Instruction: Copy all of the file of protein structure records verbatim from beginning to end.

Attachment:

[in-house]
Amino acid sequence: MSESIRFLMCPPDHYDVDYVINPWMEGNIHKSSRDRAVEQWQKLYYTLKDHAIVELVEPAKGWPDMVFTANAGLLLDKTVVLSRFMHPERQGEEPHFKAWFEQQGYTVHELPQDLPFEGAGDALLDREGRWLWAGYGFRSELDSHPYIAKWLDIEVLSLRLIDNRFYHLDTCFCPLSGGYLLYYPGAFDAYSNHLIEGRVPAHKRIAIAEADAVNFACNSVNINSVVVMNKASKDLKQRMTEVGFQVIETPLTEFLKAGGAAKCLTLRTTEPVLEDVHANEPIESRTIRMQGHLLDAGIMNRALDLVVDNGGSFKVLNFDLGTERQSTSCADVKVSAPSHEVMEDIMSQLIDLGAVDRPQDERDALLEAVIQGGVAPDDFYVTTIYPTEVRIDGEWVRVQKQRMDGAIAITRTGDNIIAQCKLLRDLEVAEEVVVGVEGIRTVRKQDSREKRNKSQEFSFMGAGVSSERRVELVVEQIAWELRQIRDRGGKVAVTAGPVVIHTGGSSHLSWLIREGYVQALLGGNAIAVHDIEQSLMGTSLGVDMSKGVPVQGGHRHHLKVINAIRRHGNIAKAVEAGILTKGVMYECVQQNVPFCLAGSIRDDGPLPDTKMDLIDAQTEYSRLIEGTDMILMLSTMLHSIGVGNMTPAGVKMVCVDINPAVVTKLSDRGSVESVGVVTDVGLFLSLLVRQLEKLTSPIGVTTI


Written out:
[in-house]
Amino acid sequence: MSESIRFLMCPPDHYDVDYVINPWMEGNIHKSSRDRAVEQWQKLYYTLKDHAIVELVEPAKGWPDMVFTANAGLLLDKTVVLSRFMHPERQGEEPHFKAWFEQQGYTVHELPQDLPFEGAGDALLDREGRWLWAGYGFRSELDSHPYIAKWLDIEVLSLRLIDNRFYHLDTCFCPLSGGYLLYYPGAFDAYSNHLIEGRVPAHKRIAIAEADAVNFACNSVNINSVVVMNKASKDLKQRMTEVGFQVIETPLTEFLKAGGAAKCLTLRTTEPVLEDVHANEPIESRTIRMQGHLLDAGIMNRALDLVVDNGGSFKVLNFDLGTERQSTSCADVKVSAPSHEVMEDIMSQLIDLGAVDRPQDERDALLEAVIQGGVAPDDFYVTTIYPTEVRIDGEWVRVQKQRMDGAIAITRTGDNIIAQCKLLRDLEVAEEVVVGVEGIRTVRKQDSREKRNKSQEFSFMGAGVSSERRVELVVEQIAWELRQIRDRGGKVAVTAGPVVIHTGGSSHLSWLIREGYVQALLGGNAIAVHDIEQSLMGTSLGVDMSKGVPVQGGHRHHLKVINAIRRHGNIAKAVEAGILTKGVMYECVQQNVPFCLAGSIRDDGPLPDTKMDLIDAQTEYSRLIEGTDMILMLSTMLHSIGVGNMTPAGVKMVCVDINPAVVTKLSDRGSVESVGVVTDVGLFLSLLVRQLEKLTSPIGVTTI